Sun position

The seasonal position of the sun is responsible for sun blindness in the afternoon commute of many folks in the area. Reflection off of snow, ice and buildings may magnify the effects.

Folks driving home as the sun is setting may notice the rays of the sun make it hard to see, even giving way to what many refer to as sun blindness.

Alison Earnhart, instructor of physics at Juniata College explained that the position of the sun in the sky is responsible for the sun in motorists’ eyes this time of year.

“The main reason the sun causes more blindness is that it’s physically lower in the sky this time of year. Generally speaking, the sun’s path across the sky is higher and longer in the summer and lower and shorter in the winter. This is caused by the tilt of the Earth,” said Earnhart. “People notice it especially when they’re driving home in the winter time because the sun is setting earlier in the evening. So when most people are leaving right around 5-6 p.m., they’ll notice it more.”

According to Earnhart, the only difference between summer sunsets and winter sunsets is time.

“When the sun is lower in the sky, there’s more of a chance that you’re going to have the sun’s rays shining into your eyeballs as you look out across the horizon like when you’re driving. Also, and more practically, since the sun is setting earlier in the winter months, it tends to be setting around the time that folks are driving home from work, so it’s simply more noticeable then. In the summer when the sun sets much later, it’s not as big of a problem. Additionally, the reflection off of snow and ice means that there’s more of a chance to get blinded simply from all the shiny things around,” said Earnhart.

“In the summer time when the sun is setting at like 8:30-9 p.m., there are far fewer cars on the road and rush hour’s done. It’s simply not as noticed. In winter when you have ice and snow everywhere you have a lot more reflective surfaces that the sunlight can reflect off of and hit your eyes at a strange angle especially while you’re driving,” said Earnhart.

Earnhart explained the position of the sun in the sky is due to the changing of seasons.

“The Earth’s axis is tilted 23.5 degrees, and as we go around the sun every year, we spend a quarter of the time with our Northern Hemisphere tilted towards the sun and a quarter of the time tilted away from the sun. In between is autumn and spring,” said Earnhart. “This tilt causes its position in our sky to change and hence, more direct sunlight in the summer. It’s also why when we’re having winter, the southern hemisphere is having summer and vice versa.”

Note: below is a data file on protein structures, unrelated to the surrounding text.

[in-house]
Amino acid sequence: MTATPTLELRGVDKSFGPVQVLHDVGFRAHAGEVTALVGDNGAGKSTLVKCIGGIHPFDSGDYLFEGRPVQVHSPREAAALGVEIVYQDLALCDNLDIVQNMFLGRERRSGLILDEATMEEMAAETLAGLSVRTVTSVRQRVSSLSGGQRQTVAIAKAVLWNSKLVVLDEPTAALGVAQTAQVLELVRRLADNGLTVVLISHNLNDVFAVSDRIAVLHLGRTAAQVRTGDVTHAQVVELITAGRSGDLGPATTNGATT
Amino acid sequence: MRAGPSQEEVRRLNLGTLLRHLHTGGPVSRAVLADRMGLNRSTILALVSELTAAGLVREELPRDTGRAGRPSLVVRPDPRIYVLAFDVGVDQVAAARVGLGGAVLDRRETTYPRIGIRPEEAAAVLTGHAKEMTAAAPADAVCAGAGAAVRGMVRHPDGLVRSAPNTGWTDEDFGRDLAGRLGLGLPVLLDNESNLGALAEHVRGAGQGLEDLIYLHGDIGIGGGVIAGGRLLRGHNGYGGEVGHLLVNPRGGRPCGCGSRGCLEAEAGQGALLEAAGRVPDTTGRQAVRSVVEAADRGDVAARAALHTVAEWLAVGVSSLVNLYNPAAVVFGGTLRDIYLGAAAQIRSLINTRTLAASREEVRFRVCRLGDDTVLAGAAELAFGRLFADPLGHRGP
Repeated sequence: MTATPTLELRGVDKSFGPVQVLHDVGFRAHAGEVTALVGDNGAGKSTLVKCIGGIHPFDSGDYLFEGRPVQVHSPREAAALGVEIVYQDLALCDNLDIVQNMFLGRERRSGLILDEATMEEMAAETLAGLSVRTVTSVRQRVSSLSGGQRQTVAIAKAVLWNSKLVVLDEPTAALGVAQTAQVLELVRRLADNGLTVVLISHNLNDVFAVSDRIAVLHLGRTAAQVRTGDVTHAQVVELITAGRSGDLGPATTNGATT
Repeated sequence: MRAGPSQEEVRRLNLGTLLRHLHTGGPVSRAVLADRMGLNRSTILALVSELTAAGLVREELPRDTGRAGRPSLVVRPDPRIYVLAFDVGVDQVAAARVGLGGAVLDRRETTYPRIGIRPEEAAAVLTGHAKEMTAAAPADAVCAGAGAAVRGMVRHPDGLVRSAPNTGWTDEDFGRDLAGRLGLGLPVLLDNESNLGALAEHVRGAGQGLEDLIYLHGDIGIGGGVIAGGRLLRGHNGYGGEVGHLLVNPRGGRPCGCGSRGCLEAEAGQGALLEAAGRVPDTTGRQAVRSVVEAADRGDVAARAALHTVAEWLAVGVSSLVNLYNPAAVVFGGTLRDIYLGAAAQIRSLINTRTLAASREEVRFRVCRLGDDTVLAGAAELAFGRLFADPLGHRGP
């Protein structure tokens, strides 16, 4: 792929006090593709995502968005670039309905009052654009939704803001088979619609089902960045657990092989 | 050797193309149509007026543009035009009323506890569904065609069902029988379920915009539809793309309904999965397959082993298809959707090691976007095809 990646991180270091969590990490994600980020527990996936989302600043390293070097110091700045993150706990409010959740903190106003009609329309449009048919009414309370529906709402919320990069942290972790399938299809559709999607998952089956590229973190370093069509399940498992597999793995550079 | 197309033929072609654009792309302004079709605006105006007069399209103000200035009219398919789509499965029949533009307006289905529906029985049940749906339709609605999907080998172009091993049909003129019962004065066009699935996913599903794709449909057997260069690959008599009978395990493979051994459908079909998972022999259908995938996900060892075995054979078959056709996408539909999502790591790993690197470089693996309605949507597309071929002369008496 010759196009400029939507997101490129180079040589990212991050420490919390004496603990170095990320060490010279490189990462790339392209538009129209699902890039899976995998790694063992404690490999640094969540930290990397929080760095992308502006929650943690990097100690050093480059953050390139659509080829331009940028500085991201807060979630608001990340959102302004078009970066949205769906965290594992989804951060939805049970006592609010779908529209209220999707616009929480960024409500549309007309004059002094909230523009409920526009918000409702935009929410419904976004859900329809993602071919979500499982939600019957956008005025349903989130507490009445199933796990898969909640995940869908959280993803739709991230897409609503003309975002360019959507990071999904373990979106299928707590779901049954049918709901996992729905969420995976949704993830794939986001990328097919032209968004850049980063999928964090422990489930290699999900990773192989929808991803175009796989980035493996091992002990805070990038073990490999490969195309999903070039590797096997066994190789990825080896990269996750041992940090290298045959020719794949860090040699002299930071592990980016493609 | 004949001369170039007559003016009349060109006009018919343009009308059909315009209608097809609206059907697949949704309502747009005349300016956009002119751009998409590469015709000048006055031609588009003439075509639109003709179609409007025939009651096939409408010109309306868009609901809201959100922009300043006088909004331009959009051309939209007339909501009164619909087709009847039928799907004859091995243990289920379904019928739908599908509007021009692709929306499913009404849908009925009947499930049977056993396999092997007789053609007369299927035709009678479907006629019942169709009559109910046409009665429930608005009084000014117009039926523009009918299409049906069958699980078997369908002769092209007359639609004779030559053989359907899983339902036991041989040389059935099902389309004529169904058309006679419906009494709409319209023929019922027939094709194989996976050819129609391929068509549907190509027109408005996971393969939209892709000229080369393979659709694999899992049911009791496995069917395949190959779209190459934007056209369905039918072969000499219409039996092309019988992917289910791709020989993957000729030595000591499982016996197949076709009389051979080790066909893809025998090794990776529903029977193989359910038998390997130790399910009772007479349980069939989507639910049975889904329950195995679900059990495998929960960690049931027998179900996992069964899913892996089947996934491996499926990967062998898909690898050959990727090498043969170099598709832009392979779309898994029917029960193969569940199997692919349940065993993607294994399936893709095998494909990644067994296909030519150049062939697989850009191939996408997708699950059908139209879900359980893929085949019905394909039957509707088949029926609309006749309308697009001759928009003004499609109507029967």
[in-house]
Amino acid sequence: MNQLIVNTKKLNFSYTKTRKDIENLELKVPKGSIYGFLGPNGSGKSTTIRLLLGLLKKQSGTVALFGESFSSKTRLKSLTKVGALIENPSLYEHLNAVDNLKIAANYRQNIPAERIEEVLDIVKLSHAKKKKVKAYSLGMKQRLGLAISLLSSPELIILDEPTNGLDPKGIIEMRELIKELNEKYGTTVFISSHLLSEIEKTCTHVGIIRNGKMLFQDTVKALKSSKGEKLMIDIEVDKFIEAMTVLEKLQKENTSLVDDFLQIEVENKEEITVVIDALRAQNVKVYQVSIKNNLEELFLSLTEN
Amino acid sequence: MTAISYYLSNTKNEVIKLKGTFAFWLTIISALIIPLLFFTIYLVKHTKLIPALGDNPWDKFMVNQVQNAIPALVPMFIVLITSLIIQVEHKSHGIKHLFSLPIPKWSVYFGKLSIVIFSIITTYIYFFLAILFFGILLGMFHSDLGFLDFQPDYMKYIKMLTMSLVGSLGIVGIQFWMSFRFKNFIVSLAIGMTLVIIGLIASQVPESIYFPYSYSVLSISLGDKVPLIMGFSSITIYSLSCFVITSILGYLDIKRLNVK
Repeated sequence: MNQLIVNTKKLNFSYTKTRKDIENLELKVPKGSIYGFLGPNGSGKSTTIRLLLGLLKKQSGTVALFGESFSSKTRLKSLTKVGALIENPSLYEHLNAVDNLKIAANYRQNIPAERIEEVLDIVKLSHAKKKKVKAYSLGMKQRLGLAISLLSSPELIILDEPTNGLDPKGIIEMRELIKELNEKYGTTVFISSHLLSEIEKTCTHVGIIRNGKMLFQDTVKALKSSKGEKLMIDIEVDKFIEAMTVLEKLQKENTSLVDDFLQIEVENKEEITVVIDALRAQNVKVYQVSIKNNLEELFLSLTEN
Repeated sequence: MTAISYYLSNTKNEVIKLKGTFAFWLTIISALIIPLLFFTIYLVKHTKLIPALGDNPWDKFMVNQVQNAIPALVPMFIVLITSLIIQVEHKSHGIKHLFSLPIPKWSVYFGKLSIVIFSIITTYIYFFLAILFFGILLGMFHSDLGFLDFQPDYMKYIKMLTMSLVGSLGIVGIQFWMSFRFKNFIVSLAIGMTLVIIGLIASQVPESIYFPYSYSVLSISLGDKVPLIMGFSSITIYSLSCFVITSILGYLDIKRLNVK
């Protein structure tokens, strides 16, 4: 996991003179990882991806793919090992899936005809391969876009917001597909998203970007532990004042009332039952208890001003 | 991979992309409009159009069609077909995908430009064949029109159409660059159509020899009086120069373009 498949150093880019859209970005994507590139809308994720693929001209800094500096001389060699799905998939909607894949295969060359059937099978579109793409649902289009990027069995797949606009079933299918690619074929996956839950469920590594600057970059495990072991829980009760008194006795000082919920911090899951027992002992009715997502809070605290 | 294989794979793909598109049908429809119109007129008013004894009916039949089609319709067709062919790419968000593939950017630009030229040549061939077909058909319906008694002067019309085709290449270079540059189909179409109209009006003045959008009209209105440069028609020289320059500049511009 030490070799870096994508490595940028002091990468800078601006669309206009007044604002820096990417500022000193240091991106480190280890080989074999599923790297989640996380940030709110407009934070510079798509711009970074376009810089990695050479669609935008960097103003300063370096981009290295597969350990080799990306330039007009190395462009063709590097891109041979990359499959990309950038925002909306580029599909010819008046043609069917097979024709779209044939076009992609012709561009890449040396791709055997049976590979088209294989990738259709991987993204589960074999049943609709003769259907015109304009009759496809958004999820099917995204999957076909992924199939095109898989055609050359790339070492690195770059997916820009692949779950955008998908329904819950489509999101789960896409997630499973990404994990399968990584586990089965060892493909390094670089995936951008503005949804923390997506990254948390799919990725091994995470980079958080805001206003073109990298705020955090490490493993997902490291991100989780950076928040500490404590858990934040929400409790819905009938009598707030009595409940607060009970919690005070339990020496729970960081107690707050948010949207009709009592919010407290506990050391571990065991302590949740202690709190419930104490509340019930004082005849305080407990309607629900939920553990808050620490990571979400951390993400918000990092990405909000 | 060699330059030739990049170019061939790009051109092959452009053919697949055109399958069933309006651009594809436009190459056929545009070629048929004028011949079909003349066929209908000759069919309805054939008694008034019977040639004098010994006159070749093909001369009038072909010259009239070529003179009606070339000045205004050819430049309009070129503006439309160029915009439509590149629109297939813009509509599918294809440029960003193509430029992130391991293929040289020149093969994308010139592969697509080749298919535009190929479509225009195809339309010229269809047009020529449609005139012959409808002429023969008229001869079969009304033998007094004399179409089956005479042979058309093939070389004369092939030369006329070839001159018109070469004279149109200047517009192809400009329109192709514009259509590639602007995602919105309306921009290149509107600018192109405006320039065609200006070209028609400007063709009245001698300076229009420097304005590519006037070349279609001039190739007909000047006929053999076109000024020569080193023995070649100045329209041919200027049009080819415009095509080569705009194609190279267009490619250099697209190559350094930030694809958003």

Even though it is winter for people living in the northern hemisphere, Earnhart explained the earth remained tilted the same way.

“The Earth is always tilted the same amount, but because we’re going around the sun throughout the year, the area of the Earth that is pointed towards the sun or away from the sun changes. For our winter the Northern Hemisphere is tilted away from the sun, when it’s winter here, it’s summer in the Southern Hemisphere. That’s why we view it as being lower in our sky, because we’re physically pointed away so the sun ends up being lower,” said Earnhart. “For us, since we’re still in winter right now, that means the Northern Hemisphere is tilted away from the sun still. If you imagine leaning away from something, whatever you’re leaning away from gets lower and lower in your field of vision. So that’s true for the sun right now.”

A hot topic for most who buy sunglasses is the amount of harmful rays coming from the sun. Earnhart explained that the amount of UV light isn’t much different in the winter as opposed to the summer.

“There are a lot of factors that play into the amount of ultraviolet (UV) light you’re getting at any given moment. The seasons aren’t really that big of a deal, but weather has a big factor in it. Thicker cloud coverage can play a small role, but even when it’s cloudy, UV light can make it through the atmosphere,” said Earnhart. “One of the biggest things is thickness of the atmosphere. If you’re at a high altitude, you’re going to experience more UV light, and down here you experience less. Throughout the seasons, I don’t think there is actually much of a change in the amount of UV light on any given day.”

Michael can be reached at mkane@huntingdondailynews.com

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